What Does a Chief Customer Officer Need to Be Successful?

The role of Chief Customer Officer or Chief Experience Officer is still relatively new, and enterprise businesses are struggling to understand the role itself, and the roadmap to success.

According to the Chief Customer Officer Council, only 35 of the Fortune 500 companies have a CCO at all, and the average tenure for CCOs is just just over 29 months. Those are some scary statistics for customer experience professionals—even more so considering the daunting role that a CCO must play in uniting all customer-centric initiatives across large, complex organizations and driving a mind-shift in the way every person on the team embraces the customer experience.

So where do you start?

A recent Forbes article, “Why Your Company Needs a Chief Customer Officer,” which was co-authored by McKinsey & Company, not only made the case that now is the time for businesses to add a CCO to the C-level executive team, but also provided a roadmap for success in the role. Considering that McKinsey’s research shows that “improving experiences along the customer journey—which is defined as a series of interactions with a brand to achieve something—can boost revenue by up to 15 percent and increase customer satisfaction by 20 percent, while at the same time lowering the cost of serving customers (through automation, for example) by as much as 20 percent,” we thought it would be valuable to examine their recommendations.

First, the article suggests that the role of the CCO is to ensure that everyone, from CEO to frontline employees, are aligned in their understanding of the customer experience. By bringing the customer to life through storytelling or immersive experiences, team members at all levels become more engaged and invested.

InMoment’s Erich Dietz offered some suggestions on how to start this process in a white paper called How to Transform Your CX Program. Dietz asks, “When was the last time you used your own product or service? Took a call in your contact center? Visited your own website? Used your mobile app? Sat down with a customer to understand how they use and view your product? Listened to a frontline employee about the customer experience and how it could be improved?” Listening to customer stories is very powerful for people at all levels of the organization, and innovative feedback options like live video can further help bring the stories to life. “People thrive on connections with real people. For any narrative to speak to us, we must meet and believe in the characters of the story,” says Dave Carruthers of VoxPopMe.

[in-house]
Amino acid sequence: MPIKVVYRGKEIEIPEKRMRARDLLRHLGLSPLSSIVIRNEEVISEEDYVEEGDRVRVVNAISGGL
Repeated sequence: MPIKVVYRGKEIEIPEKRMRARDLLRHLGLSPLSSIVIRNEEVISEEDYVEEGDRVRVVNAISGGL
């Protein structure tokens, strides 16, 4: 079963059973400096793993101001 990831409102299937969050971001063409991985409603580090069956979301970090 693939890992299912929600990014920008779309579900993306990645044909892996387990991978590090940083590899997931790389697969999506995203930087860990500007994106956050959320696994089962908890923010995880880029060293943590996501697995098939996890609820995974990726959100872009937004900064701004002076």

The next recommendation is to include customers in the creation or service process. Of course, in order to do this you need to ensure that you have a myriad of ways to listen to your customers and engage them in your business in effective ways.

Next, harnessing the power of your employees is critical. According to McKinsey, “Nowhere is obsessing about customer experience more critical than for workers on the front lines.” But how do you collect feedback from thousands of sources, zero in on the actionable data, and then empower the organization to act? Voice of Employee programs are a good place to start and, when done properly, can elicit high-impact results. Dr. Paul Warner, Ph.D., [title] notes, “It’s no surprise that employees who are invested in the experience of their individual customers not only create a better experience but engender loyal brand advocates.”

Finally, data, data, data. It is critical that the CCO has visibility into a wide range of data sets, both structured and unstructured, from multiple sources that provide insights into every step of the customer journey. According to the Forbes article, “Having a 360-degree view of the customer paves the way for measuring customer satisfaction across all touchpoints along the customer journey, which McKinsey has found is 30 percent more predictive of overall customer satisfaction than for the quality of each individual interaction.”

But having the data is just the beginning. The CCO must also be able to identify trends and anomalies as well as specific customer experience issues that must be resolved case by case. Technology solutions like InMoment are able to provide data and actionable insights in real-time for all of the journey touchpoints. Armed with that information, the CCO is empowered to drive change across the organization that impacts the business in positive ways.

Dietz says that data is also important because CCOs always need to keep the company’s strategic business objectives at the forefront of everything they do, rather than skipping those and just focusing on CX. “A mistake I have seen is when CCO’s disassociate themselves somewhat with the overarching corporate objectives and just tackle CX in a silo. It’s much more effective to stay focused on the corporate objectives, and then figure out how the CX team can have the greatest impact. Then you start working the issues across the organization all the way to the front lines—using data as your guide—to ensure that everyone in the organization is clear on how they can maximize their impact on the customer experience, and in turn how that impacts the overarching objectives. That’s a critical key to a CCO’s success.”

The Chief Customer Officer role is evolving and expanding, as is the practice of customer experience in general. With the right focus, strategy, and tools, CCOs will be better equipped to deliver results—and hopefully extend that 29-month average tenure!

About Author

Lisa Harmer VP Marketing

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